New research by a Sam Houston State University economics professor finds Texas fifth in income inequality — trailing just New York, Connecticut, Florida and California. Mark Frank told the Fort Worth Star-Telegram’s Steve Campbell that the wealth gap in Texas might actually be increasing. In 2011, the top 10 percent of wage earners in the state received 48 percent of all the income. “For 2012, I wouldn’t be surprised if we cross the 50 percent threshold for the top 10 percent,” Frank said.
“Historically, education has been among the single best predictors of economic resources — income, wealth and ownership,” former state demographer Steve Murdock, who has a book coming out next month on the changes facing Texas, told Campbell. “Part of what we are saying in this book is that if we don’t change educational levels, Texas will be poorer and Texas will be less competitive.”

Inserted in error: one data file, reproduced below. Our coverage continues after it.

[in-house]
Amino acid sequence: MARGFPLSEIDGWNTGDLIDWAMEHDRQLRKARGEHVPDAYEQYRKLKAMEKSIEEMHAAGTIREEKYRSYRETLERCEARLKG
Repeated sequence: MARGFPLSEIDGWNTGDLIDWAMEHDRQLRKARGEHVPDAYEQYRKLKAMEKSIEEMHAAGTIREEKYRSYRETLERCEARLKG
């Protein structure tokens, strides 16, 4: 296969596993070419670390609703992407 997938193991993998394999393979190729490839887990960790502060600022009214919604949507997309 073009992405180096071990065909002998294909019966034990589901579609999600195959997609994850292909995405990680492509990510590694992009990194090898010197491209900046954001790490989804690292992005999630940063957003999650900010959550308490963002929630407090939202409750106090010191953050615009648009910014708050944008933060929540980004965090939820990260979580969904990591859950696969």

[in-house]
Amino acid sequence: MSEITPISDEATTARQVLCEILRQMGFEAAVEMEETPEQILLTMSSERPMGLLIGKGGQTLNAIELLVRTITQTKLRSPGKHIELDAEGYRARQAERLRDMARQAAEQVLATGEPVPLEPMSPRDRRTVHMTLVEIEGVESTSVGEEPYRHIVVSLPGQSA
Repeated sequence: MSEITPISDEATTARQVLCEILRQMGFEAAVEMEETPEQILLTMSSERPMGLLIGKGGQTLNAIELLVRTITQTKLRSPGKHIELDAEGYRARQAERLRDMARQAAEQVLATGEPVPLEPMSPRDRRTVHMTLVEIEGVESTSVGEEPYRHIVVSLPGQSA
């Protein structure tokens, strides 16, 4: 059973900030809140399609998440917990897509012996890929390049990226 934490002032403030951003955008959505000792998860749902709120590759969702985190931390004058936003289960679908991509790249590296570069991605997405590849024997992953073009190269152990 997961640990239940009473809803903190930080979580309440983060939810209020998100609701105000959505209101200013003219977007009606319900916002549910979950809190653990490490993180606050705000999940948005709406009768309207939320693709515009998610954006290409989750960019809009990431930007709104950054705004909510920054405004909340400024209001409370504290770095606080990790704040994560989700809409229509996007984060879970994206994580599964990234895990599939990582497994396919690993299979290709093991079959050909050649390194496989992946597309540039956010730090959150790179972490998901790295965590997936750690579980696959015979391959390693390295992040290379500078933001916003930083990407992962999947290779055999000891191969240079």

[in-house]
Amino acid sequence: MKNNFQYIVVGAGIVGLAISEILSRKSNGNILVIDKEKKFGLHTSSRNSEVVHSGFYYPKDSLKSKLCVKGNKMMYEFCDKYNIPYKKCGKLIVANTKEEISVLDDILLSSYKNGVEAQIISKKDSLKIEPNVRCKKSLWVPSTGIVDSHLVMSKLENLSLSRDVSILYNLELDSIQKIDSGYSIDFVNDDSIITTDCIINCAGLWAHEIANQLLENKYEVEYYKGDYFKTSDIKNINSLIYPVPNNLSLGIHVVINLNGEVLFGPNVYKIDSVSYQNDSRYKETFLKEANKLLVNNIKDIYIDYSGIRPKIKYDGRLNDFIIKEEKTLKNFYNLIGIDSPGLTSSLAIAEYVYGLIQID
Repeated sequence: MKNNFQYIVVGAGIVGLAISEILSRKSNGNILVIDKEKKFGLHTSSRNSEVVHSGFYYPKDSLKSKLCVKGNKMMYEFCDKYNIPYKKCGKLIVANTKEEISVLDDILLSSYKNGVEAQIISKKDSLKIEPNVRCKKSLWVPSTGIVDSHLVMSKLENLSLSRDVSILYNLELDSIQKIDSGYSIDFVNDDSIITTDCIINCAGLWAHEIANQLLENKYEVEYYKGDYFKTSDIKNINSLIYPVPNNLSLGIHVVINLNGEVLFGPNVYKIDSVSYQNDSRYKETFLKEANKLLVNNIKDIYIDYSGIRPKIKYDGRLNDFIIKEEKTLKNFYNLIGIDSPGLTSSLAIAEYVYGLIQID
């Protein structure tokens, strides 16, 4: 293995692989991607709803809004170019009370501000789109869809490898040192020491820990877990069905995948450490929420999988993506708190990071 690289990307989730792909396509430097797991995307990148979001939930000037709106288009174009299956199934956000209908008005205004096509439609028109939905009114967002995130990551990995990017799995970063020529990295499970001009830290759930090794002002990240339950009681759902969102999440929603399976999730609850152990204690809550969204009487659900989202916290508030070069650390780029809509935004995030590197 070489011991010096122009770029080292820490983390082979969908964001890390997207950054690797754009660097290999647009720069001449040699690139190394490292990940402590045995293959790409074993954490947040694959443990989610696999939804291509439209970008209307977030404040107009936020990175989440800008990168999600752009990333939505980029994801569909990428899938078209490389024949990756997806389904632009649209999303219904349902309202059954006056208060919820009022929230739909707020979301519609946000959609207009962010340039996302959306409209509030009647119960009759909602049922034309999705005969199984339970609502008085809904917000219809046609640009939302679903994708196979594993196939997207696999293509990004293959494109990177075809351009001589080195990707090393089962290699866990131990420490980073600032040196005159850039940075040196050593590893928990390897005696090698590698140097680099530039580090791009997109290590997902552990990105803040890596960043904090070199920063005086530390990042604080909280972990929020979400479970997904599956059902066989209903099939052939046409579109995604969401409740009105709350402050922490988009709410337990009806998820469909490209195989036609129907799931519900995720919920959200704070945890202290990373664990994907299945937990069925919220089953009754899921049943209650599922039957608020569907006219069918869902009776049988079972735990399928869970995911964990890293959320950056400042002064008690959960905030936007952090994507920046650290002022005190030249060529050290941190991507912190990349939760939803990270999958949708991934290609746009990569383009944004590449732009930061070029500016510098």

Income inequality until now has been a topic confined mainly to the national level because of President Barack Obama’s decision to champion the issue. But if income inequality has its roots in the quality of a person’s education, that would suggest that the issue could end up a major point of debate between the two major parties’ candidates for governor in Texas.
By John Reynolds of The Texas Tribune, a TownSquareBuzz.com content sharing partner.